Historic Jamestowne is the site of the first permanent English settlement in North America. The site tells the story of three cultures, European, Native American, and African, that came together to lay the foundation for British North American government, language, enterprise, and society. Students will tour the site's fascinating archaearium which houses a sampling of the colonists' original belongings. They will also have the chance to view seventeenth-century skeletons in order to learn about the colonists' health, diet, and daily lives.
2010-11 Travel Expedition
This year’s Wyatt Exploration Program, “The Old South: An American Story,” will focus on the history of the American South before the Civil War and culminate in a trip to Virginia. Rich in history, language, cuisine, music, and folklore, the South is one of the most distinctive regions in America. For better or for worse, southern men and women shaped the destiny of the American nation. The rich and multi-faceted history of the American South is the story of both America’s greatest successes and it darkest tragedies. In short, the American South represents both the best and worst of America’s History.
It was in the American South that the English established their first permanent colonial settlement in North America in 1607 in Jamestown, Virginia. Men and women from England, Virginia, and the Caribbean soon afterward established and settled the colonies of Maryland, North and South Carolina, and Georgia. By the mid 18th century, America’s southern colonies had become very prosperous, and the successful establishment of plantation agriculture led to a lucrative trade and the large-scale production of staple crops such as tobacco, rice, and indigo. American colonists participated in a dynamic Atlantic trade that dramatically changed their standard of living, selling staple crops and buying clothing, furniture, sugar, tea, and slaves. Within these new plantation societies, a powerful generation of men accumulated large tracts of land, built political reputations, and constructed beautiful homes filled with lavish furniture. Southern plantation owners achieved such great financial success, however, by using the forced labor of African slaves. Approximately 250,000 people of African descent lived and worked in the American South on the eve of the American Revolution.
Southerners played a crucial role in the movement for American independence and in the Revolutionary War. Key battles in South Carolina and Virginia ultimately ended in the surrender of British General Cornwallis to American troops in Yorktown, Virginia in 1781. Southerners also dominated the politics of the early republic. Well-known southerners Thomas Jefferson and James Madison drafted sacred American texts, like the Declaration of Independence, the United States Constitution, and the Bill of Rights. Moreover, 9 of the first 12 U.S. presidents were born and raised in the South.
A boom in cotton cultivation in the early 1800s drove southerners westward. Cotton became “king” of the South, and southerners like Henry Clay and John C. Calhoun shaped national politics in the antebellum era. As southerners flooded into Kentucky, Tennessee, Alabama, and Mississippi to establish cotton plantations, they became increasingly reliant on slave labor. Debates over the expansion of slavery into the West pitted northerners against southerners and eventually led 11 southern states to leave the Union. Slavery proved to be the Gordian knot of southern society, cut only by the sword of civil war and the death of over 600,000 Americans.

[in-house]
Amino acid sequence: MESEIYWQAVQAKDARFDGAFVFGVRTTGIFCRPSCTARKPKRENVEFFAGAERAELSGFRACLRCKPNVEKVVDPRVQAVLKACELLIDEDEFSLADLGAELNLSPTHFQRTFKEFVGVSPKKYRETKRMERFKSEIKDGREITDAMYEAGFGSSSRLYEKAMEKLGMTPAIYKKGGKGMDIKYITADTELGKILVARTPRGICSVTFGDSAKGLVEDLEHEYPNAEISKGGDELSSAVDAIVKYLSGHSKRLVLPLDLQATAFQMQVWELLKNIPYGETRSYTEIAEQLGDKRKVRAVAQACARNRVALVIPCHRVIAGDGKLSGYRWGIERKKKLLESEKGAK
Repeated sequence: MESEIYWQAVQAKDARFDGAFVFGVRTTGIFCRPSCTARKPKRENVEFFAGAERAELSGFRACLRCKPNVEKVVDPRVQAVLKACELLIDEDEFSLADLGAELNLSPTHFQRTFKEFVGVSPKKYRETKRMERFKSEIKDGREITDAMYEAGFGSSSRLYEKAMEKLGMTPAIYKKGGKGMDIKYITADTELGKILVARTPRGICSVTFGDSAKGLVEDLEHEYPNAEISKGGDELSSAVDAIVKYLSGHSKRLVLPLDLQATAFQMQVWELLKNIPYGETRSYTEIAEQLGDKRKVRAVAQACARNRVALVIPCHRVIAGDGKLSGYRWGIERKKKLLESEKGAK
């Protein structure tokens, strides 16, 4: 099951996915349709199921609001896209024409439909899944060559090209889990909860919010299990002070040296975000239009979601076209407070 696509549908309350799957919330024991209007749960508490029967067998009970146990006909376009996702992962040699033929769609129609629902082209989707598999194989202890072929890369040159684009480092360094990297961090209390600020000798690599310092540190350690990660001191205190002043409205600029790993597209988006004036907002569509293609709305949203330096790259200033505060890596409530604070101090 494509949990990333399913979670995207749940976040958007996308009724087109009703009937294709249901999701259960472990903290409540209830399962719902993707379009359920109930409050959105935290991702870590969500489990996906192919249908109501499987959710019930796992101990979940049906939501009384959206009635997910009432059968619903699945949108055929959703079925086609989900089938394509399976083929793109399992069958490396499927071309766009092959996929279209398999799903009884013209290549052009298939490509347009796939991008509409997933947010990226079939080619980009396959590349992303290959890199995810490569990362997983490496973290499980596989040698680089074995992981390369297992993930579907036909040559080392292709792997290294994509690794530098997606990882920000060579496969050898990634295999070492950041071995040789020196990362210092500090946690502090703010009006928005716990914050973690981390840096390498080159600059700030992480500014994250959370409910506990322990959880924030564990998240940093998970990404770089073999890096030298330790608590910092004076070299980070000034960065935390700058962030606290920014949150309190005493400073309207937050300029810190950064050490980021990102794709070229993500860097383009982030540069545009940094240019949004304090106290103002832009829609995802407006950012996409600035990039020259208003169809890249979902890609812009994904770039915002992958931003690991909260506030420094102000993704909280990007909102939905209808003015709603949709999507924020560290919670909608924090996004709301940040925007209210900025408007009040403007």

Adjacent to the historic College of William & Mary, this 300-acre living history park gives visitors an opportunity to experience life in colonial and revolutionary Virginia. The site includes many living history tours, costumed interpreters, and museums. Students will have the opportunity to participate in Interactive events, dine in "eighteenth-century" taverns and attend candlelit evening events.
On October 19, 1781 in Yorktown, Virginia, British army General Lord Cornwallis surrendered to General George Washington's combined American and French army, effectively ending the American Revolution. Students will tour the battlefield, Victory Center museum, and the surrounding historic town of Yorktown.
Located between Williamsburg and Richmond on scenic Route 5 and along the James River, Berkeley was an important tobacco plantation in eighteenth-century Virginia. It was also the birthplace of President William Henry Harrison. Students will tour the house and the grounds of one of Virginia's most powerful original families and hundreds of slaves.
Nestled in the Blue Ridge Mountains outside of Charlottesville, Virginia, Monticello was the home of Thomas Jefferson. In addition to authoring the Declaration of Independence and serving as the United States' third president, Jefferson was also a skilled architect and horticulturist. He designed Monticello and its gardens himself. Students will tour the house, plantation grounds, and gardens and learn about Jefferson and the slave families that lived at Monticello.
Historic ShockoeSlip, Richmond
The pre-Civil War commercial center of Richmond, Shockoe Slip is located in the heart of downtown Richmond near many of the City's attractions such as the James and Kanawha canal, Tredegar Iron Works, and old tobacco warehouses.
American Civil War Center, Richmond
The Center is located on the site of Richmond's Old Tredegar Iron Works. Tredegar was an important fixture of antebellum life in Richmond and a key cannon-making site during the Civil War. The Center's award-winning permanent exhibit, The Cause of Liberty, explores the history of the Civil War-its causes, its course, and its legacies from the Union, Confederate, and African American perspectives.